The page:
The Dough vs. Doughnut Plant Showdown
For classic, fluffy doughnuts that give you an excuse to consume copious amounts of sugar for breakfast, go with Dough. For more flavor variety and the option for cake-based doughnuts that will give you sensory overload, go with Doughnut Plant.
The most remarkable thing about New York isn’t the Empire State Building or Central Park or even how a certain mayor survived the greatest political scandal in history. No, the most remarkable thing is how every New Yorker isn’t a complete fatso, considering the absurd amount of ridiculously good food all around the city. What’s that Cleveland? You have a great ice cream place? Well New York has like 12, and they’re all better. Hey LA, think you have a pretty sweet deli? New York will drown you in pastrami. I’ve seen it happen.
New York food is so delicious and gluttonous that it would only make sense if they started converting the sidewalks into those escalator-like walkways you see in the airports. Yet maybe because of those avenues that rudely make us walk on them, New York somehow made it as the 19th fittest place out of the 50 most populous U.S. cities. Sure that might be skewed by all those bike-peddling Brooklyn hipsters, but just looking around, Manhattan seems like its pulling its weight. (ha! weight! puns are fun.)
Speaking of Brooklyn, the borough was kind enough to grace Manhattan with a wonderful doughnut shop, Dough, which, after starting in Bed-Stuy, opened a second location in Flatiron in October 2014.
But as I was getting at earlier, New York has multiples of nearly every awesome food, and Doughnut Plant, which started in the Lower East Side, is one of those awesome places. In 2005, a doughnut there cost $1.50. Today it costs between $3.25-3.75. Forget real estate, doughnuts are on the rise. (ha! yeast jokes!)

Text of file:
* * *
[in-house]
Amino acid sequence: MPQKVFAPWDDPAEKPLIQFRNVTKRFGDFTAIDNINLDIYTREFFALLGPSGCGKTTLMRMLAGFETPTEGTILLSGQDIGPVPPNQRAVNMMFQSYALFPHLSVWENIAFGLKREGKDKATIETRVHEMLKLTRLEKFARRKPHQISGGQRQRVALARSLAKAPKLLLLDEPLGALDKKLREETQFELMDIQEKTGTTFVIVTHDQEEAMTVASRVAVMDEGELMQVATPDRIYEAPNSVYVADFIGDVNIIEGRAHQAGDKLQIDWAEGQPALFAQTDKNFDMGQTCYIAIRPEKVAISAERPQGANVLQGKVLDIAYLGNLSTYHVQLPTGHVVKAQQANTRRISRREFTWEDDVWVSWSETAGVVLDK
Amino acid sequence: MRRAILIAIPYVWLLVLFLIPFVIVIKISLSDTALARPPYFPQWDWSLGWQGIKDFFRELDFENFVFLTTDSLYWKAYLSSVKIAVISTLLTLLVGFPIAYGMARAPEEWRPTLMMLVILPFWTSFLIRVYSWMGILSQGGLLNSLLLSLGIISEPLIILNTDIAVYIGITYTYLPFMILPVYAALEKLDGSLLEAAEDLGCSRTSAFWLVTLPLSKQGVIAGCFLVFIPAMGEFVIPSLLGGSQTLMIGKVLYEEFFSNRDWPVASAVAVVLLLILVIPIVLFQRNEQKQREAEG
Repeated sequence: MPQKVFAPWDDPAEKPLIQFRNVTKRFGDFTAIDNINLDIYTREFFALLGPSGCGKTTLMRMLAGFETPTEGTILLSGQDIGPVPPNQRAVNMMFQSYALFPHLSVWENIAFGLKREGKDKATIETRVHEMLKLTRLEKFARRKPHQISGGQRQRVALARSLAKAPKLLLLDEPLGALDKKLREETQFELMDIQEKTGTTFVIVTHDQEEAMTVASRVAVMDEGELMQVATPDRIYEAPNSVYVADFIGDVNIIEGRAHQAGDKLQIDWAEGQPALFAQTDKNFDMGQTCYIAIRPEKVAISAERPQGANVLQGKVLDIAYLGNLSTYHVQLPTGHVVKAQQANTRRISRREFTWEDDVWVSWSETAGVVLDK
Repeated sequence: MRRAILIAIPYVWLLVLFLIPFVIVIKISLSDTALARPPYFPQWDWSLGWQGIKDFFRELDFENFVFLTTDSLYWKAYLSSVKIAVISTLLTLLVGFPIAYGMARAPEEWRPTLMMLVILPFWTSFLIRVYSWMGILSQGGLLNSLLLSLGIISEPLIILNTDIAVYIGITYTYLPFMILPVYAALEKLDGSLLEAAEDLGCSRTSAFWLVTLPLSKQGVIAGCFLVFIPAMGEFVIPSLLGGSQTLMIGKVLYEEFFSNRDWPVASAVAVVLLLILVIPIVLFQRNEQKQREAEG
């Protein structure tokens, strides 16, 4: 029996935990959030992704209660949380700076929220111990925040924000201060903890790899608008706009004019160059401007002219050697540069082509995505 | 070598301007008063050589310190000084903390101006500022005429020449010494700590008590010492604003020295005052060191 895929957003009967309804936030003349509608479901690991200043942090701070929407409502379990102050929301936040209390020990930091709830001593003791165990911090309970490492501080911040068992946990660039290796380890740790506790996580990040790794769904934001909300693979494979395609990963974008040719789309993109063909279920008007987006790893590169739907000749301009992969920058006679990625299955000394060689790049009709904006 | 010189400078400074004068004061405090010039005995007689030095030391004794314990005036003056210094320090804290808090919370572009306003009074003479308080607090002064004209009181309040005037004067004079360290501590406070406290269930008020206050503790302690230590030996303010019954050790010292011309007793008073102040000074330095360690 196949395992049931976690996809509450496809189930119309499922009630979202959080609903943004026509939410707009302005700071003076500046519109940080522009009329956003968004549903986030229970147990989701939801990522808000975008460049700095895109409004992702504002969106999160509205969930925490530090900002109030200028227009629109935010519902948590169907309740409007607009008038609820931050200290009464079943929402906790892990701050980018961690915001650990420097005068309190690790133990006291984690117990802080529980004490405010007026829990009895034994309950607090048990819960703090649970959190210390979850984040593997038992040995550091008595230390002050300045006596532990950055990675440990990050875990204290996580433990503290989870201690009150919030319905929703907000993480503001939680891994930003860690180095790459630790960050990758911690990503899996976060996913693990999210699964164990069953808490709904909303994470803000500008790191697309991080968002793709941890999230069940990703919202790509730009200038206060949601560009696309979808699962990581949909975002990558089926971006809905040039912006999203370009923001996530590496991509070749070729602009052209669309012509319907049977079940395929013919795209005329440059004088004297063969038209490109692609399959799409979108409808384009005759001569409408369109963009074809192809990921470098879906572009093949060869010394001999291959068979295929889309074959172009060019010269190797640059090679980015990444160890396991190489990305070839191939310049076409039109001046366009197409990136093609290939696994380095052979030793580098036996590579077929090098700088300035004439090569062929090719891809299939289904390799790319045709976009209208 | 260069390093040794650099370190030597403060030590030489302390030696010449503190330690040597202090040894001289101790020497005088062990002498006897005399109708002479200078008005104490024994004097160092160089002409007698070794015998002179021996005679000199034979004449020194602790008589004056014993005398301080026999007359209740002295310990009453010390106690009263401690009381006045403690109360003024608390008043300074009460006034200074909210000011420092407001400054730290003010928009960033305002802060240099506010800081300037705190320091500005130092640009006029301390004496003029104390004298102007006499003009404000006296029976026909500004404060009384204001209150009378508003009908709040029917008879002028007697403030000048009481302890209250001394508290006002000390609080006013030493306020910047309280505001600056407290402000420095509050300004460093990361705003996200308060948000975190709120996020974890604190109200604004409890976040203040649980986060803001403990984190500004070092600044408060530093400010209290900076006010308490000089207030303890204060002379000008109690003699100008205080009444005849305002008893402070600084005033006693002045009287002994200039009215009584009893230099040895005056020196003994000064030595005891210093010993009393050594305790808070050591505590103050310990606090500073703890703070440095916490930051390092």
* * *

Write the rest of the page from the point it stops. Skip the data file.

So recently I decided to pit Dough and Doughnut Plant against each other, as Dough is quite close to Doughnut Plant’s Chelsea shop. Dough (the three larger ones on the outside ring of the picture) had quite fluffy, dare I say dough-y, tasty treats, though the pumpkin one (pictured on the right) tasted like raw pumpkin. I’m trying to be basic here, give me sugar in my pumpkin-flavored everything! But aside from the pumpkin and their hibiscus doughnut, since I’m usually not in the mood to eat flowers, their flavors tend to hit home runs, like their café au lait doughnut, which makes me reconsider why I drink coffee black.
Doughnut Plant, on the other hand, only had its cake-based doughnuts for sale at that time of day (as opposed to its yeast ones), including the delicious carrot cake (pictured left center). It counts as a vegetable, and not the raw pumpkin kind. The tres leches varitey (pictured right center) is so good it makes me want to learn Spanish.
While I’m normally impressed by Doughnut Plant’s variety of offerings, I’ve found that they’re not as well stocked later in the day. In the end, Dough had the better doughnuts that night, but I went into it thinking that Doughnut Plant was better, and I’m sticking to it, because I don’t like being wrong and I’m giving them a pass for not having more flavors available.
Update: The Doughnut Project, which opened in October 2015, gives both Dough and Doughnut Plant a serious run for their money.
Which side of the Dough vs. Doughnut Plant debate do you land on? Or do you think other shops like The Doughnut Project take the cake? Leave a comment with your thoughts on what you think is the best doughnut shop in New York.
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